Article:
My friends back in Massachusetts love to taunt me by reminding me that “New Hampshire is great place to live, as long as you don’t have a handicapped kid or break a leg or need any other kind of social service.” New Hampshire ain’t keen on offering such services. Remember the New Hampshire motto: “Live free or die,” which means:
In New Hampshire, God is a frustrated artist: He keeps trying to draw out the perfect snowstorm. He keeps dumping his efforts on us in His attempt to create the perfect snow landscape but never quite gets it right. Finally, one day, the frustrated Deity of Dramatic Weather gives up, smiles, and breaks out singing:
Then He creates — for His finale — one final gigantic snowstorm, called “The Oy’s of March.”
Afterwards, he takes His bow. That’s called “spring.” The flowers come up and applaud his past achievements but are secretly relieved to see the concert’s over.
Oops! I said the forbidden word “spring”! I shouldn’t have said that. In New Hampshire, we’re not allowed to say “spring.” Natives say instead, “It’s the mud season,” because that’s when the snow starts melting and all the shit is sopping wet. Each “yard” becomes a series of rivers and waterfalls running under the snow — until finally old man Sun gets really hot and angry and lets the birds chirp. But then “The Old Man in the Mountain” (New Hampshire’s godlike mountain stone face, still alive in spirit) gets grumpy, tells the birds to shut up, and throws snow on them — for many days in a row — in April or May. That’s called “Whitey’s surprise party.”
In New Hampshire each year, the weatherman admits again that “March came in like a lion and went out like a moose: a big, lumbering surprise whose journey was unpredictable.”
In other states, pixies sing “April showers bring May flowers.” In New Hampshire, we sing “April crud brings May mud.”
But if life here weren’t an adventurous challenge, why would anyone come?
During what month does snow here start? The answer is: “Whenever you don’t expect it.” For example, on a bright, sunny day in mid-October, I was foolish enough to ask my neighbor Tom (a policeman who’s lived here for many years) when snow would start. He said, “December or late November, but never before November 15th.” Well, I shouldn’t have asked. Just asking the question sealed my fate: the very week I asked, it snowed many times, to drive home the point that newbies shouldn’t ask such stupid questions. It also reminded me that if you want to know what goes on up here, don’t ask a policeman.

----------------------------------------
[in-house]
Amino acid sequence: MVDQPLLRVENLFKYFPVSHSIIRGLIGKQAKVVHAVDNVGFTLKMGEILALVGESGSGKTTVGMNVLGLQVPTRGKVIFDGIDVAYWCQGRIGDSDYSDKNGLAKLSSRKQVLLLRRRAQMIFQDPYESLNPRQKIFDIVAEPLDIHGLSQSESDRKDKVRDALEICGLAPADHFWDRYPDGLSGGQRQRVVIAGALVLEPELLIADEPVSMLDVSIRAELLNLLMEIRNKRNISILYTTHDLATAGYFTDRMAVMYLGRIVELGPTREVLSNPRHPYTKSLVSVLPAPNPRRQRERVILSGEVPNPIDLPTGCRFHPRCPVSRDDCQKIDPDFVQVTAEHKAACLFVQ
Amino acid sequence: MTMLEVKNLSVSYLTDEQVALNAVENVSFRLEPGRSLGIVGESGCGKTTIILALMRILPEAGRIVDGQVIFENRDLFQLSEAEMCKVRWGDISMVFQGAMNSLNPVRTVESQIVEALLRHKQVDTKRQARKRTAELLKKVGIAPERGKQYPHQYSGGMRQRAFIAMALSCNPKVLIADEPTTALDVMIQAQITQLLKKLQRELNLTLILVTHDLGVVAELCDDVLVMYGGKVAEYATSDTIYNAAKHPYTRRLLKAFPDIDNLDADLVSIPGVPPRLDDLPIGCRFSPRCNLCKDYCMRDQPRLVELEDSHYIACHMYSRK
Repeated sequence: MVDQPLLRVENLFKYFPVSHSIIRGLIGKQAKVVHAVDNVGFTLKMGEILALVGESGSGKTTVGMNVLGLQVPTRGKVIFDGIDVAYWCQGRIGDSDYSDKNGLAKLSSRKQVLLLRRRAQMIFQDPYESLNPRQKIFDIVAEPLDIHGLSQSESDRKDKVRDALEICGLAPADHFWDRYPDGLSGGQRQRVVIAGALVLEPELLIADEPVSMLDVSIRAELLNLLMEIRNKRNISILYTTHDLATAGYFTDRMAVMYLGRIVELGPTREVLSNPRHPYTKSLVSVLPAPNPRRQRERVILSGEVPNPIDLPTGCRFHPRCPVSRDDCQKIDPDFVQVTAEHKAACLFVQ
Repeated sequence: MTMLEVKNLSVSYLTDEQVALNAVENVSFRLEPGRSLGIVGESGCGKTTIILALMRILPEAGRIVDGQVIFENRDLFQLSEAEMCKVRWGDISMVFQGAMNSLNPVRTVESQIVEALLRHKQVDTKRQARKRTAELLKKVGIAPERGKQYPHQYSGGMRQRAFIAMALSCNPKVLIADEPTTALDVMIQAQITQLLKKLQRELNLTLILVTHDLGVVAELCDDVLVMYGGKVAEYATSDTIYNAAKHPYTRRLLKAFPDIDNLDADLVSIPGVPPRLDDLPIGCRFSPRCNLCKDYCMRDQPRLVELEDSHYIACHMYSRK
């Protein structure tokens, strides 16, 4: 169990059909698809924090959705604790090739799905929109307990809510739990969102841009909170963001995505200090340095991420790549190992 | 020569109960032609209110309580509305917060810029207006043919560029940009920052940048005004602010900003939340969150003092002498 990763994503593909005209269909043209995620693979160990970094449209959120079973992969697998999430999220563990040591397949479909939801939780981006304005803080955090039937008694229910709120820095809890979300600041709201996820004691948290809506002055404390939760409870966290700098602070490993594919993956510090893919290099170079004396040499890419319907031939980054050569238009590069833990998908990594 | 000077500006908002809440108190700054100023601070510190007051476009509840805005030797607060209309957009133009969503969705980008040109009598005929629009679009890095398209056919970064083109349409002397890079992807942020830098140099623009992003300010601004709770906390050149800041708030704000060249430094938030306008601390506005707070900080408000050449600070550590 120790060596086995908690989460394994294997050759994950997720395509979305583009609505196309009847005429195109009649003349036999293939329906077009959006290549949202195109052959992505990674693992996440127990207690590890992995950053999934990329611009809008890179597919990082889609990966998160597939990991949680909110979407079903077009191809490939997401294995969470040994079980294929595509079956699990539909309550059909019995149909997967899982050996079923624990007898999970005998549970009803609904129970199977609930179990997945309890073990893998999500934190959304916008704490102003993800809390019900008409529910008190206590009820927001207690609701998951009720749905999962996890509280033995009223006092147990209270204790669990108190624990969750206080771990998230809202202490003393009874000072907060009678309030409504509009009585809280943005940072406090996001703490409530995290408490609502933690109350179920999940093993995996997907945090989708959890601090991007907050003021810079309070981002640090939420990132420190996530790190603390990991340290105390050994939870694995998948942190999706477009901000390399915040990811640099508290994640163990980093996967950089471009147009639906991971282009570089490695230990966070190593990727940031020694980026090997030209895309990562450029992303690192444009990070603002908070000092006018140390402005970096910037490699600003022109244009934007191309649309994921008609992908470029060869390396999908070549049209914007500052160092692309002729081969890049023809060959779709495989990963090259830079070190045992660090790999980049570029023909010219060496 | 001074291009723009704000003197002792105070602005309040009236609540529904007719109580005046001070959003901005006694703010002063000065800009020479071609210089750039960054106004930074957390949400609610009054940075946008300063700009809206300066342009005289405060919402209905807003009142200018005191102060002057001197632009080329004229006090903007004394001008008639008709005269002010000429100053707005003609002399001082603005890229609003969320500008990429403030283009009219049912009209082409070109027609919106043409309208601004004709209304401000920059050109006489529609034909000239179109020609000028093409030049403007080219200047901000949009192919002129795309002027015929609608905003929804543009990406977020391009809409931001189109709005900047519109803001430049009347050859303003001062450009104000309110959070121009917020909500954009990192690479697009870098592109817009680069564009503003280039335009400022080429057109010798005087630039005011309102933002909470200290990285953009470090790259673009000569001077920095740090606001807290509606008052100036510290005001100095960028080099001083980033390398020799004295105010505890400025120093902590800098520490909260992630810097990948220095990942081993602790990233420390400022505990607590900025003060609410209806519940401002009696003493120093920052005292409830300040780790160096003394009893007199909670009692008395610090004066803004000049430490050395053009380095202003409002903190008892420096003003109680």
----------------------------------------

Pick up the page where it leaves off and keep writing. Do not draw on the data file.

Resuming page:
While other states have a storm that “rains cats and dogs,” in New Hampshire it “snows bears and moose.”
Since our gigantic storms hit us unpredictably, here’s how we New Hampshirites chat with our next-door neighbors:
During winters, New Hampshire farmers don’t say “Have a nice day.” Instead they say:
That sounds the same but is more realistic, since you can never have a “nice day” during a New Hampshire winter.
New Hampshire’s most famous college is Dartmouth. It was started centuries ago as a missionary school to teach Indians about religion and English. None of the Indians got to speak English real well, but the best of the bunch was sent to England to try to raise donations. His pitch was, basically, “Me Indian. Me speak English. You want more Indians to speak English? Give money.” Nobody gave very much. The idiot who gave the most was the Earl of Dartmouth, so they decided to name the college after him, in the hopes he’d give more. He never gave another cent.
Like New Hampshire weather, Dartmouth College is full of extremes: a hotbed of liberals peppered with silly arch-conservatives. For example, the arch-conservative student who lived down the hall from me hung a Confederate flag on one wall, hung a Rhodesian flag on the other, and wore an upside-down peace button showing a bomber and the words “Drop it!”
When Democrats vying to be “President of the United States” visit New Hampshire, they love to stop at Dartmouth College and give speeches there, so liberals will cheer them and make them feel good. Then the rest of the state, which is mainly Republican, ignores them.
I live in New Hampshire’s biggest city, which is spelled “Manchester” but pronounced “Manch has duh.” That pronunciation summarizes the city: Manch has, duh, stupid people. When I lived in Boston, I had the pleasure of chatting with advanced Harvard and M.I.T. students about the meaning of life; but now I’m stuck in Manchester, where the main intellectual question is:
At first glance, Manchester is just a dying mill town, full of abandoned boarded-up textile mills along the river. But at second glance, Manchester is… still an abandoned mill town. Not until you take a third glance do you realize Manchester is full of secrets, such as:
Manchester contains many cultures:
Manchester is where you’ll find the hotel on which this poem is based:
Okay, I confess I exaggerated a bit: not all the rooms have blood in the drains.